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Botox is the trade name of the first commercially available preparation of botulinum toxin A (BTN-A). It is the miracle drug in aesthetic medicine, plastic surgery and neurology. Botox is so popular in aesthetic medicine because it predictably works each and every time. It is a medication in the real pharmacological sense of the word. Like a blood pressure pill which lowers the blood pressure if taken as directed by the doctor, Botox decreases facial wrinkling if injected correctly by an experienced practitioner. Like any other medication, Botox has to be reapplied at certain intervals to maintain its anti-aging and facial rejuvenation effects.

Botulinum toxin A (BTN-A), the pharmacologically active substance in Botox, is a very potent neurotoxin. It is naturally produced by spores of the bacterium Clostridium botulinum and results in severe poisoning if ingested in high doses. Clostridium botulinum produces a range of neurotoxins, which were named very creatively Botulinum Toxin A to F. They bind to the junction of the nerve endings with muscle fibers and prevent those nerve endings from secreting the neurotransmitter acetylcholine in response to electrical impulses. Without acetylcholine the muscle fiber at the downstream end of the junction does not contract.

Botox Is Both A Poison And A Cure. Swiss physician Paracelsus in the 1500s stated that the main difference between poison and medication is the dose. This statement is no better illustrated than in the use of Botox. When used in minute doses as a Botox preparation and injected directly into the relatively small target muscles in the face then activity of those muscles and formation of wrinkles at right angles to the course of the muscle fibers are reduced without any systemic toxicity. How different is the dose between the treatment of wrinkles and systemic toxicity? Try the difference between 20 units and 35,000 units.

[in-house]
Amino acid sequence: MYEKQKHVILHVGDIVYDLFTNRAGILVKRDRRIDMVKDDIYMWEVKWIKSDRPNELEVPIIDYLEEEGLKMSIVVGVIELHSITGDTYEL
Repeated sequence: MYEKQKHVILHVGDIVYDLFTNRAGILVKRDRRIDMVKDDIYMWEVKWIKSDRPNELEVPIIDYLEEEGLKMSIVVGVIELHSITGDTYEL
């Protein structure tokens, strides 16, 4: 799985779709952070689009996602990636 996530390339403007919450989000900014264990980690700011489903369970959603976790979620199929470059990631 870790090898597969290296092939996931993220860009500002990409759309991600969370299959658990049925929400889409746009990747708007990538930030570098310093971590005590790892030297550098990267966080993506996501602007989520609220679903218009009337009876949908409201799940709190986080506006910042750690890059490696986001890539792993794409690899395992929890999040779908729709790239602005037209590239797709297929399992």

The Use Of Botox Is Not New. It has been used since 1989 to treat painful spasticity in the context of various neurological diseases. One of the first applications in the face was in the treatment of spasticity of the eyelids, so-called blepharospasm, which subsequently led to its use for facial wrinkles. Use of Botox for cosmetic purposes was not approved by the FDA for the longest time, although large quantities were used off label for wrinkles since the early 1990s. Only in 2002 was it officially approved for treatment of forehead wrinkles and glabellar wrinkles and frown lines. Although used to treat the small radial wrinkles around the eyes, the so called crow’s feet, for decades, it was not formally FDA-approved until much later in 2013.  

Botox Wears Off By Nerve Sprouting. Why does the effect of Botox not last indefinitely? The reduced but still present activity of muscle fibers represents a stimulus for the sprouting of new nerve endings secreting acetylcholine without impediment of previously applied Botox. Thus the activity of muscle fibers is again increased. This process takes three to four months on a molecular level. One can picture it like a potato forming sprouts if left in darkened storage. Additionally, nerve endings replace the entire blocked mechanism of acetylcholine secretion.

Botox Is No Longer Alone. Botox was originally manufactured by the US company Allergan under the trademark Botox and marketed worldwide. Until fairly recently, Allergan owned a patent which conferred a monopoly on the market. The latter was lost when alternative preparations of botulinum toxin were approved in the form of Dysport and Xeomin. From a patient perspective and clinical effectiveness standpoint, there is hardly any difference between them. They differ mainly in their pharmaceutical preparation, dose equivalents, necessity of an intact cooling chain, and activity after reconstitution, all concerns for the manufacturers and injectors but not things patients need to worry about.

The Applications for Botox Continue To Grow. Being a true miracle drug, the areas of application for Botox are far from over. One of the milestones in the Botox success story was undoubtedly the recent approval of Botox in the treatment of migraine headaches, which are caused by certain hyperactive muscle of the face which compress sensory nerves running through them causing a migraine.

Dr. Barry Eppley

Indianapolis, Indiana

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